Pop Free Radio scored a big success last night by booking Someone Still Loves You Boris Yeltsin, Joe Firstman and the ACBs at the Brick. More than 100 people turned out, which is quite impressive for a weeknight. Also impressive: I didn't know a one of them.
It gladdened me to see so many strangers willing to plunk down $10 for some live and mostly local music. I hope they have all now caught the concert bug and will continue to show support at rock bars all over town.
While the vast majority of last night's crowd evoked the very essence of purity -- all the tattoo-less dudes in pastel polo shirts and the long-haired ladies in tasteful, trendy skirts, a couple of rank woolly-bullies just about ruined my night when the smellier of the two engaged in the disgusting activity of transferring a jawbreaker between his mouth and three of his friends in the front row in the final minutes before SSLYBY played. But enough about that.
I got to the show just after 10 p.m., just missing the ACBs, who Pop Free founder Chronic the Hedgehog later declared "the single strongest local band I've EVER seen!"
I went for SSLYBY, Springfield's Polyvinyl Records-signed favorite sons. I've kept tabs on this band for about three years now, and their sugar just keeps getting sweeter and more refined. That's cool. I like catchy pop songs like "Think I Wanna Die," the first single off SSLYBY's most recent album Pershing. But there's a moody vulnerability to the songs on Broom, the band's 2006 bedroom recording, that I have to say I prefer. It's just a tad more fun to listen for the poppy nugget in the loose, imperfect songs than it is to have the polished hooks all laid out plain.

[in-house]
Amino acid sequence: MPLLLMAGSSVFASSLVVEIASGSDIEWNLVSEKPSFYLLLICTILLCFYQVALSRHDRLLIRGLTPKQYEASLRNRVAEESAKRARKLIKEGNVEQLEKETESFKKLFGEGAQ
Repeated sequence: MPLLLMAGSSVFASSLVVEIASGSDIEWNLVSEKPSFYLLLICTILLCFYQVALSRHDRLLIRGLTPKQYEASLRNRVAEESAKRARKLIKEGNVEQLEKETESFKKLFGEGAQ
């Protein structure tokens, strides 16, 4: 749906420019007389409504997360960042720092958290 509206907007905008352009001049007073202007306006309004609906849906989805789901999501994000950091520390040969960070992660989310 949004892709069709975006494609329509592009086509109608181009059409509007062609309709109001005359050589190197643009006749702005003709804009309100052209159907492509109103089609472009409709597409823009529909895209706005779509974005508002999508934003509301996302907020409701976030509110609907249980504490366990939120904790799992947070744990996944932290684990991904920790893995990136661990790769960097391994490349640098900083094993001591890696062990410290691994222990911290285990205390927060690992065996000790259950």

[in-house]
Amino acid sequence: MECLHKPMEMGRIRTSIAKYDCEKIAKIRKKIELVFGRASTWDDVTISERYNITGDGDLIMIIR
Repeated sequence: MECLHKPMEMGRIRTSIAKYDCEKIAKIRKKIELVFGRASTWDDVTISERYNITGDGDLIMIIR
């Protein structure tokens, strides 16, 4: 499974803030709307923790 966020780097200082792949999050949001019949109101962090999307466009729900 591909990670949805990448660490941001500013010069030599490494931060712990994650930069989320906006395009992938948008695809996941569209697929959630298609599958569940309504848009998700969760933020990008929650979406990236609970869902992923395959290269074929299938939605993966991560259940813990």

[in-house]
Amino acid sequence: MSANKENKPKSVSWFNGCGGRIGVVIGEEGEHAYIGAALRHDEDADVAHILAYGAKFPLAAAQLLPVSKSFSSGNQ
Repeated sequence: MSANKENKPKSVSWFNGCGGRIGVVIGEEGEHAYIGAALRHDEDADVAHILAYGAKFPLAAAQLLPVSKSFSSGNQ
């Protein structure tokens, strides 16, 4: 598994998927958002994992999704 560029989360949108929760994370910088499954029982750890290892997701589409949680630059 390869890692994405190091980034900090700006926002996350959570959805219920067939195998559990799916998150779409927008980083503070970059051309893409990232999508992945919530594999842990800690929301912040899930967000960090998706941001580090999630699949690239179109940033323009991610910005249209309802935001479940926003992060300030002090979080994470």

That's probably why I walked away last night stoked to have discovered middle act Joe Firstman. The California dude used to lead the house band on Last Call with Carson Daly. As he performed scratchy country folk songs, accompanied by a hairy man on an upright bass, the Hollywood tie seemed almost hard to believe. But Firstman and his two bandmates, with their harmonies, harmonica and bluesy acoustica evoked true grit. Check out the track "Mr. Winston" on Firstman's MySpace for proof.
Although kinda fresh-faced, SSLYBY has a grit of its own, too. Even in its poppiest tracks, a hint of front-porch sensibility shines through. And, technically speaking, the band is adaptable. Every time I've seen SSLYBY, about three-quarters of the way into the set, three of the four band members trade musical responsibilities. Fortunately for me, SSLYBY served up a good helping of old material last night. And no doubt thanks to the stateside and European touring that the band's been doing a lot of over the past year, familiar favorites like "Pangea" and "House Fire" sounded tighter than ever.